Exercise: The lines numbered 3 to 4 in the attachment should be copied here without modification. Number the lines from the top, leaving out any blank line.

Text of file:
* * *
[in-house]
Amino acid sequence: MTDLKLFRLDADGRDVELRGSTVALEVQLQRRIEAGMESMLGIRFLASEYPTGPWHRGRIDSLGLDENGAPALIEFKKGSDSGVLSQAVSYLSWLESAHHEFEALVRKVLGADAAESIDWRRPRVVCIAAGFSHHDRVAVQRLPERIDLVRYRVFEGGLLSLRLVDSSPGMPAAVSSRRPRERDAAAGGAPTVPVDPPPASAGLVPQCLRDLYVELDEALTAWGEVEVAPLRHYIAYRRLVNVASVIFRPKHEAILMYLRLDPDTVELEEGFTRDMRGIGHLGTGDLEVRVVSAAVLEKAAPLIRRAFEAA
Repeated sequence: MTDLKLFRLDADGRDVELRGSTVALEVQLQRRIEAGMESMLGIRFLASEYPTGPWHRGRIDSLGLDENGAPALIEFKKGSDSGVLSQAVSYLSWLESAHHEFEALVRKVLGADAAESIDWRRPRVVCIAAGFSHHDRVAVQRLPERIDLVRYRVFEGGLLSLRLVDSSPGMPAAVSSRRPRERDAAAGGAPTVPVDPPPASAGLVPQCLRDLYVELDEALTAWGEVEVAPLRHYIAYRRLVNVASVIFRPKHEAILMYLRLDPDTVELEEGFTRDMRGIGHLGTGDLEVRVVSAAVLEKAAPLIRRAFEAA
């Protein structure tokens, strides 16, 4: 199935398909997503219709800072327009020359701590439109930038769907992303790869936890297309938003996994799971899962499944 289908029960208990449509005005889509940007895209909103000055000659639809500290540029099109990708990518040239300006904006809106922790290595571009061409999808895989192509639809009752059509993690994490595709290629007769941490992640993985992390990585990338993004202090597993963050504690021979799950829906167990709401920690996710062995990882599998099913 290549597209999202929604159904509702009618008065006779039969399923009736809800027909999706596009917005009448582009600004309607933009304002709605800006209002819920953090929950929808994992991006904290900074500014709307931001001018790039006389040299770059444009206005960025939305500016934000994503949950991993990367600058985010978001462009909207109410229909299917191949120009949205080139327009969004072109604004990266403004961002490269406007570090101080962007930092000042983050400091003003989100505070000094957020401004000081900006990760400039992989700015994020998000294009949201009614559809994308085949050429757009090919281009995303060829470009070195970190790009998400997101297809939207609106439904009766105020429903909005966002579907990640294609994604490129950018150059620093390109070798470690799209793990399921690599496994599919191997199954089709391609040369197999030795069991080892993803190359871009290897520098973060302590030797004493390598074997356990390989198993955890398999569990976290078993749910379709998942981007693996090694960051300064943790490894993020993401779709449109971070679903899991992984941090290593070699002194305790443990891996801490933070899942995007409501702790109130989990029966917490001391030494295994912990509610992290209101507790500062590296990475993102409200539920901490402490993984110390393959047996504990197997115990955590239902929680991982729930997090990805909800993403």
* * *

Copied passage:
Repeated sequence: MTDLKLFRLDADGRDVELRGSTVALEVQLQRRIEAGMESMLGIRFLASEYPTGPWHRGRIDSLGLDENGAPALIEFKKGSDSGVLSQAVSYLSWLESAHHEFEALVRKVLGADAAESIDWRRPRVVCIAAGFSHHDRVAVQRLPERIDLVRYRVFEGGLLSLRLVDSSPGMPAAVSSRRPRERDAAAGGAPTVPVDPPPASAGLVPQCLRDLYVELDEALTAWGEVEVAPLRHYIAYRRLVNVASVIFRPKHEAILMYLRLDPDTVELEEGFTRDMRGIGHLGTGDLEVRVVSAAVLEKAAPLIRRAFEAA
């Protein structure tokens, strides 16, 4: 199935398909997503219709800072327009020359701590439109930038769907992303790869936890297309938003996994799971899962499944 289908029960208990449509005005889509940007895209909103000055000659639809500290540029099109990708990518040239300006904006809106922790290595571009061409999808895989192509639809009752059509993690994490595709290629007769941490992640993985992390990585990338993004202090597993963050504690021979799950829906167990709401920690996710062995990882599998099913 290549597209999202929604159904509702009618008065006779039969399923009736809800027909999706596009917005009448582009600004309607933009304002709605800006209002819920953090929950929808994992991006904290900074500014709307931001001018790039006389040299770059444009206005960025939305500016934000994503949950991993990367600058985010978001462009909207109410229909299917191949120009949205080139327009969004072109604004990266403004961002490269406007570090101080962007930092000042983050400091003003989100505070000094957020401004000081900006990760400039992989700015994020998000294009949201009614559809994308085949050429757009090919281009995303060829470009070195970190790009998400997101297809939207609106439904009766105020429903909005966002579907990640294609994604490129950018150059620093390109070798470690799209793990399921690599496994599919191997199954089709391609040369197999030795069991080892993803190359871009290897520098973060302590030797004493390598074997356990390989198993955890398999569990976290078993749910379709998942981007693996090694960051300064943790490894993020993401779709449109971070679903899991992984941090290593070699002194305790443990891996801490933070899942995007409501702790109130989990029966917490001391030494295994912990509610992290209101507790500062590296990475993102409200539920901490402490993984110390393959047996504990197997115990955590239902929680991982729930997090990805909800993403």